# Having trouble understanding reduction functions in rainbow tables

I'm continuing doing some personal research on rainbow tables, but forsome reason I cannot understand how to choose the correct reduction function. Wikipedia states that

"Only when the attacker has a good idea of what the likely plaintexts will be they can choose a function R that makes sure time and space are only used for likely plaintexts, not the entire space of possible passwords."

In this case, how can a reduction function like taking the last 6 characters of a hash as a reduction function serve in a rainbow table trying to find a password such as Password123? It would be really helpful if someone would explain this for me. Thanks

In this case, how can a reduction function like taking the last 6 characters of a hash as a reduction function serve in a rainbow table trying to find a password such as Password123?

It can't. Assuming the reduction function takes the last six bytes of output it can only be used to generate passwords up to 6 (ASCII) characters long.

To crack any password up to 6 characters long you need to precompute a number of hashes on the order of $256^{6}$. That takes more space/time than is actually needed. If you don't target passwords that use non-ASCII or non-printble ASCII characters then you can reduce $256^6$ to about $95^6$. ($95$ being the number of "printable" characters.)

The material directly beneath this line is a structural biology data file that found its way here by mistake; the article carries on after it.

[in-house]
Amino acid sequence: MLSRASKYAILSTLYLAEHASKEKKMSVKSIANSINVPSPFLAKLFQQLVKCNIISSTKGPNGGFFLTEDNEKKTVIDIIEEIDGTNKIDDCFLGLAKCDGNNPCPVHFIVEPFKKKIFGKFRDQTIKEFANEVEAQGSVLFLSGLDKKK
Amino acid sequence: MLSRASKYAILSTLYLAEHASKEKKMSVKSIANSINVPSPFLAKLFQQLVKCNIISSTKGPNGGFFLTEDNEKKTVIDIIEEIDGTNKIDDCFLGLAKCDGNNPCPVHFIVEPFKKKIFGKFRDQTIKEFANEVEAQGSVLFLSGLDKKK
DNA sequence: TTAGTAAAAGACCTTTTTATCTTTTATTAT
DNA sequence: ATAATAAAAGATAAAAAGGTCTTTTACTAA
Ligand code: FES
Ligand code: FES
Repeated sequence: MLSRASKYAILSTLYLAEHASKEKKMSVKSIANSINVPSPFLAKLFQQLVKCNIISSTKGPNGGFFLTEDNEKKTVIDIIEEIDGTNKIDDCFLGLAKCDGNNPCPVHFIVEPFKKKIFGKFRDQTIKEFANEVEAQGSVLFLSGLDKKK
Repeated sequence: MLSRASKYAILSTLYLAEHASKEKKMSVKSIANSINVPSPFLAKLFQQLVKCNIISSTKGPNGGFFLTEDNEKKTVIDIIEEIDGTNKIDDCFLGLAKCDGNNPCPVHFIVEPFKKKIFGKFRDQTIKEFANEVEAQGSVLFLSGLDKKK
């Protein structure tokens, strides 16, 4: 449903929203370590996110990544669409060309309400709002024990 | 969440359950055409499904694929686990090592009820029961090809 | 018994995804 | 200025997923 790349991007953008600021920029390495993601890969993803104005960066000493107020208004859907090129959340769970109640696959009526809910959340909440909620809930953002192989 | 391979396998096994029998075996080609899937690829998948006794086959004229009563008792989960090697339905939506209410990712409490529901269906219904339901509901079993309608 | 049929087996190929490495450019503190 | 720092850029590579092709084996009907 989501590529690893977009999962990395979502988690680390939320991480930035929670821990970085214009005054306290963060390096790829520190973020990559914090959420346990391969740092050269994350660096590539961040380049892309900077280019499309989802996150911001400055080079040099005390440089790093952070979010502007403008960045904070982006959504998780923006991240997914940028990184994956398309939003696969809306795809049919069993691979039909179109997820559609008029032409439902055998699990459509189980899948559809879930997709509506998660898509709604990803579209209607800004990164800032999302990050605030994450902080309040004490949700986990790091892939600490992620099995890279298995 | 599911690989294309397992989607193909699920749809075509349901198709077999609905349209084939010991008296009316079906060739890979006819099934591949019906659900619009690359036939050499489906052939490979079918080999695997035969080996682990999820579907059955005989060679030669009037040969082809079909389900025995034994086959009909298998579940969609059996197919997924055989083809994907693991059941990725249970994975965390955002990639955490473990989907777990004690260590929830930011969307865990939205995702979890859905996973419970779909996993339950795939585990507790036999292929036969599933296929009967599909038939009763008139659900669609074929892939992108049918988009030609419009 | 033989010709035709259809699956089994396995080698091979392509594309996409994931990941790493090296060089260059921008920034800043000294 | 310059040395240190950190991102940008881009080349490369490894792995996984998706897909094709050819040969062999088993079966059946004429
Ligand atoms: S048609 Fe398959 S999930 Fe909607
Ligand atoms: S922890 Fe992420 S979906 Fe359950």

So then you substitute your reduction function that simply reinterprets binary data, substituting 6 bytes of hash output for a six character long string, with a more complex function. You can convert the bytes of output to a base 95 number, then create an ASCII string where each value 0 through 95 corresponds to one of the printable ASCII characters.

You don't want to use the first reduction function because it creates unlikely passwords. No ASCII string with any character in the range [0, 31] or [127, 255] is likely to be a real world password, so your rainbow table will be inefficient if you use this reduction function.

The base-95 example I gave is one reduction function that improves efficiency because it avoids characters from these two ranges. For six bytes of hash output you could actually generate 7 character long passwords. (Because $\log_{95} (256^6) \approx 7.30$)

More efficient reduction functions could be used but they would need to be more complex. Maybe you want to rule out candidate passwords that have 4 or more of the same letter in a row unless it's in the form "aaaa.....a" or "aaaa...123". Then you have to make assumptions about what is considered a "likely" password in the real world and then you need to find a way to implement it efficiently.

There are tradeoffs to such choices. If you omit a string from the set of possible outputs that a reduction function can produce then your rainbow table can not crack those passwords if they're used in the real world. If the reduction function can't produce a string then the rainbow table can't crack that password.